University students in Sweden routinely receive e-mail–based alcohol interventions sent from student health services. Earlier trials have examined the effectiveness of these interventions in simple parallel group designs. This exploratory study was undertaken in preparation for a larger trial. Using a dismantling design, we randomized 5227 students to either routine assessment and feedback (Group 1); assessment-only without feedback (Group 2); or no assessment and no feedback (Group 3). At baseline, all participants were blinded to study participation, with no contact made with Group 3. At 6-8 week follow-up, students were approached to participate in a cross-sectional alcohol study. Overall, 45% (N = 2336) of those targeted for study completed follow-up. Attrition was similar in Groups 1 and 2 (approximately 41% retained) but somewhat lower in Group 3 (52% retained). Intention-to-treat analyses among all participants, regardless of their baseline drinking status, revealed no differences between groups. Per-protocol analyses of Groups 1 and 2 among those who accepted the e-mail intervention offer (approximately 37%) and who screened positive for risky drinking (62% follow-up rate) suggested small beneficial effects on weekly consumption attributable to feedback. E-mail offer of alcohol intervention alone in an unselected population of university students was not found to be beneficial, although between-group differences in attrition prevent strong conclusions. Small benefits may follow actual uptake of e-mailed feedback intervention. The design of the main trial was positively influenced by data from this unusually large pilot study.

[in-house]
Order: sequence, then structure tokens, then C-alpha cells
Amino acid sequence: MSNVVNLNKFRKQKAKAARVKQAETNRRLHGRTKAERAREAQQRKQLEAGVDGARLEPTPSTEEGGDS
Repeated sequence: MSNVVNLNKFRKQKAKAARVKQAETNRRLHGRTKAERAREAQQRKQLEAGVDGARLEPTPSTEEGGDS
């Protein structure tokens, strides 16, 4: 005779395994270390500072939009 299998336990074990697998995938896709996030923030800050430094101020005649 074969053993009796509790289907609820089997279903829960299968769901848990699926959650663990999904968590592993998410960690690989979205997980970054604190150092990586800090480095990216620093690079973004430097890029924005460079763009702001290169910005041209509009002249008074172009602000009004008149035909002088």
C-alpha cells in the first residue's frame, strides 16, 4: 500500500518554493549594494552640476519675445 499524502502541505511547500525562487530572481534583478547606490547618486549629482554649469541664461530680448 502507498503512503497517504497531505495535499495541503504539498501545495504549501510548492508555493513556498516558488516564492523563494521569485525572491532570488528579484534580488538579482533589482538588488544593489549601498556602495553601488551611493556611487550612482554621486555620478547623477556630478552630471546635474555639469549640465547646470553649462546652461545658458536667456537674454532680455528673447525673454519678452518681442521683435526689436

This article is published under license to BioMed Central Ltd. This is an Open Access article distributed under the terms of the Creative Commons Attribution License ( http://creativecommons.org/licenses/by/2.0), which permits unrestricted use, distribution, and reproduction in any medium, provided the original work is properly cited.